The News Scroll 28 November 2017  Last Updated at 5:06 pm

400% increase in risk of brain cancer among teens using smart phones excessively: IIT professor

400% increase in risk of brain cancer among teens using smart phones excessively: IIT professor
outlookindia.com
1970-01-01T05:30:00+0530

Aligarh (UP), Nov 28 There is a 400 per cent increase in the risk of brain cancer among teenagers due to excessive use of smart phones, says Professor Girish Kumar of the Indian Institute of Technology, Mumbai.

Speaking at the Aligarh Muslim University here on 'Radiation Hazards of Cell Phones', the scientist urged the smart phone users not to take lightly the latest warnings pertaining to "hidden dangers" of technology, which stem from indiscriminate use of such devices.

He also categorically warned people from using smart phones for more than 30 minutes a day.

Prof Girish Kumar from the Electrical Engineering Department of IIT Mumbai had recently submitted a report to the central government on the serious health hazards of excessive use of latest technology.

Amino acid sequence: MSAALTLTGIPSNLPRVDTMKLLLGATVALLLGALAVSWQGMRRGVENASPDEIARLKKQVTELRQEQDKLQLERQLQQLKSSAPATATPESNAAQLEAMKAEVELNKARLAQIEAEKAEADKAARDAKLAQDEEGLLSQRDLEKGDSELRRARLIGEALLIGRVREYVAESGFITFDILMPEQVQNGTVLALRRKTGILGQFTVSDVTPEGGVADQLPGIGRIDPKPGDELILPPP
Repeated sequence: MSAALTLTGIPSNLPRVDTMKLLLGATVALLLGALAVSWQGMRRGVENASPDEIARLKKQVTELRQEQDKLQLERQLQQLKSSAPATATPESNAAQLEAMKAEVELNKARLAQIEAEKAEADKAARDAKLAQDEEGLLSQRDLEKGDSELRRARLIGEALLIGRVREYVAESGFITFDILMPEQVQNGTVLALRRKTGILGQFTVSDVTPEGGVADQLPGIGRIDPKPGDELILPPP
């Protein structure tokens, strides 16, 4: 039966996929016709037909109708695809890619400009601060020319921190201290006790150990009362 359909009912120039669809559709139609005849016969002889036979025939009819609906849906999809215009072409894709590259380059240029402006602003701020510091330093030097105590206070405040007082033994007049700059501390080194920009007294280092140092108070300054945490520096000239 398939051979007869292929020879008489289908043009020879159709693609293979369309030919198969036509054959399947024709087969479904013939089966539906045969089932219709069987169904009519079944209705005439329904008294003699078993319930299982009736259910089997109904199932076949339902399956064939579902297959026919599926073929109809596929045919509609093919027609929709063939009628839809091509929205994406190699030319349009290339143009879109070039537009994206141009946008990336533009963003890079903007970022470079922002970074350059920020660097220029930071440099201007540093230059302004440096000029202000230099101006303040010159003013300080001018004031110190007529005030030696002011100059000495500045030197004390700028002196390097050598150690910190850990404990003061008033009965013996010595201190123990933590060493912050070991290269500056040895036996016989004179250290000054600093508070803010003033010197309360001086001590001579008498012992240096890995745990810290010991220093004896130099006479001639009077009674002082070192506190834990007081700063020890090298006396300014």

He pointed out that the release of free radicals into the human body due to excessive use of cell phones was also causing irreversible damage to male fertility.

The scientist stressed that children, in particular, were suffering grave threats to their health as "a child's skull is thinner and easily penetrated by radiation".

Cell phone radiations are also causing serious effects on animal and plant life, he said.

Talking about the adverse impact of indiscriminate use of latest technology on youngsters, Prof Kumar said there was a 400 per cent increase in the risk of brain cancer among teenagers due to excessive use of smart phones.

"Such radiation is causing irreversible damage to the human DNA, especially of youngsters. It is also responsible for a steep increase in sleep disorders and neurodegenerative diseases, Alzheimer and Parkinson's disease," he said.

The IIT professor added that one cannot wish away the latest technological developments, but it would be a fatal error if the society was not made aware of the serious health hazards, emanating from unbridled use of technology.

Disclaimer :- This story has not been edited by Outlook staff and is auto-generated from news agency feeds.
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